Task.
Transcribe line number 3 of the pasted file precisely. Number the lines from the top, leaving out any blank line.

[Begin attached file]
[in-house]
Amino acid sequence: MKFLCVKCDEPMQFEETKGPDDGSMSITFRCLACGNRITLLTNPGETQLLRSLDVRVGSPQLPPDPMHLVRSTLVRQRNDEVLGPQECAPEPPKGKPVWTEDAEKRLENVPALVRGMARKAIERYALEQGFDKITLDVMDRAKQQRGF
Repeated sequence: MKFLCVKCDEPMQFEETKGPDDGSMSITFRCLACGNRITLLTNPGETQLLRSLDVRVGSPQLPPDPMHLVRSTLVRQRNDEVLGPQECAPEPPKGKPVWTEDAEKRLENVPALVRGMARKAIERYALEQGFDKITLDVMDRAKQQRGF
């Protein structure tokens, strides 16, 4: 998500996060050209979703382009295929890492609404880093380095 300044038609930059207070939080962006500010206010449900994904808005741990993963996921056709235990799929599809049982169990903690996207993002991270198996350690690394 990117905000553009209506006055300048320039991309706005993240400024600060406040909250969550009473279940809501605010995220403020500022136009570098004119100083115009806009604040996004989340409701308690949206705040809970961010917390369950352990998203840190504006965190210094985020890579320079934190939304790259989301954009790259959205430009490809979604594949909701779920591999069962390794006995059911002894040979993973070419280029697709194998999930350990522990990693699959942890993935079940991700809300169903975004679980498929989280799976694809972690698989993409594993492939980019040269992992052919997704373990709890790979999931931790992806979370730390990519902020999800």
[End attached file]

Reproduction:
Repeated sequence: MKFLCVKCDEPMQFEETKGPDDGSMSITFRCLACGNRITLLTNPGETQLLRSLDVRVGSPQLPPDPMHLVRSTLVRQRNDEVLGPQECAPEPPKGKPVWTEDAEKRLENVPALVRGMARKAIERYALEQGFDKITLDVMDRAKQQRGF